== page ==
What is this?" young passers-by on Chapel Road in Bandra, Mumbai, have been asking the artists of the Bollywood Art Project as they have encountered them over the last fortnight. “Mughal-e-Azam?"
The Bollywood Art Project, or BAP (fittingly pronounced “baap", Hindi for father), a collective with an ambitious plan to pay tribute to Indian cinema in its 100th year, spent April creating a roof-to-base painting of the poster of the 1953 film Anarkali, on the side of a Chapel Road cottage. The older residents of the community don’t make the elementary mistake of confusing the film with its more famous successor. “That’s Bina Rai and Pradeep Kumar, isn’t it?" they say. “I remember this."
Drive-by cinema: Anarkali mural on Chapel Road, Bandra (Courtesy Bollywood Art Project)
“This city doesn’t reflect the way Bollywood has survived and thrived here for a century," explains Tony Peters, producer, Orphanage Films and Design, and one of BAP’s founders. “We wanted to bring that heritage out into the street and celebrate it."
Peters and his friend, Ranjit Dahiya, looked around the Bandra community where they lived, and decided to start their celebration locally. On Chapel Road, a magnet for graffitistas and wall artists, their Anarkali is in good company. Across the small, cobbled lane lined with roofed cottages, on the opposite wall, is an eye-popping young girl throwing up a peace sign, a work by renowned Japanese graffiti artist Shiro. Under the imprimatur of The Wall Project, artist Dhanya Pilo’s effort to bring art to public spaces in Mumbai, dozens of mural painters have left works of high quality on the sides of houses and shops in this lane and the adjoining Bazaar Road since 2007.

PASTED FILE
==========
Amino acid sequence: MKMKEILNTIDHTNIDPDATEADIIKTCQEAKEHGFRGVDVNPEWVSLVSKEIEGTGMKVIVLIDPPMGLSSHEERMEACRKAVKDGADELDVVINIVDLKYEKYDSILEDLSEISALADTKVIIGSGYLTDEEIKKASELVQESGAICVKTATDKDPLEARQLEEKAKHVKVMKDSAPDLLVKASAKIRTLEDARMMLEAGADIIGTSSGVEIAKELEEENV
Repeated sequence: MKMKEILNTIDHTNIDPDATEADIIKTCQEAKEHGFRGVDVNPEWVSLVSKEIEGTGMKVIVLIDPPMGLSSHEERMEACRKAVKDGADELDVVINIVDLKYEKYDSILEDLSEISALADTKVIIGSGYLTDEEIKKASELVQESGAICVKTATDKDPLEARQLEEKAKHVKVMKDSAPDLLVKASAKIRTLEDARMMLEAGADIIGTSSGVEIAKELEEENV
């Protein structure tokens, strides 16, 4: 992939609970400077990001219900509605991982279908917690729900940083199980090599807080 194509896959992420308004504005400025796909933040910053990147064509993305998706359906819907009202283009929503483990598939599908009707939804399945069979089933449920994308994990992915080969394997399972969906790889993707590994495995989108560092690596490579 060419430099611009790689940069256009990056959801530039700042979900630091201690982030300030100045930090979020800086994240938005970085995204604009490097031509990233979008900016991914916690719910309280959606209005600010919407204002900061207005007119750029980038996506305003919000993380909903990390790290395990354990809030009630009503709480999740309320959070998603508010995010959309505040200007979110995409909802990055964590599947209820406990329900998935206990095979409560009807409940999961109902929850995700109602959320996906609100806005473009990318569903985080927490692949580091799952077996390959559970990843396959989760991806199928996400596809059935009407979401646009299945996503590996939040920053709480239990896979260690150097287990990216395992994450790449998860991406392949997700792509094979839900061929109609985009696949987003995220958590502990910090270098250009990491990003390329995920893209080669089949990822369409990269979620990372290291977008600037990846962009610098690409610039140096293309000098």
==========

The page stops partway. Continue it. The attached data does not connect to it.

Anarkali stands out even from this minor hoard of treasures for the scale of its ambition, and its seriousness of purpose. Dahiya, a National Institute of Design-trained artist, loves the aesthetic of Hindi cinema: He painted 31 Bollywood posters for an exhibition that showed in France and South Africa over 2010 and 2011. Having convinced residents to give BAP a chance and picked the wall of a sun-bleached cottage that once housed a primary school, he propped up a ladder one evening in April, and got to work.
The interest and admiration from Chapel Road’s passers-by, especially those who take cinema as seriously as the artists, heartened BAP. “People stopped to tell us about their memories of Pradeep Kumar, or remembered a song from the film," says Mallika Chabba, an artist with BAP. “There’s so much emotion associated with these movies for Indians."
“It’s great that the community came to be part of it," says Sruti Visweswaran, a video artist and researcher for BAP, currently working on a stop-motion video about the creation of the Anarkali painting. “We chose Anarkali because this was really Mughal-e-Azam’s predecessor in terms of scale and aesthetic. It set a new standard for films in that era." Visweswaran and the team are finalizing their next moves, but have already begun to collect enthusiasts to work with them across media and genres for new public projects in neighbourhoods across the city, and, they hope cautiously, the country.
“We want to celebrate the fact that our movies used to be larger than life," Peters says. “They used to be for everyone." The idea is familiar, but while “celebrating Bollywood" has too often devolved into kitsch, BAP’s Anarkali is really the opposite—a magnification of an already big idea.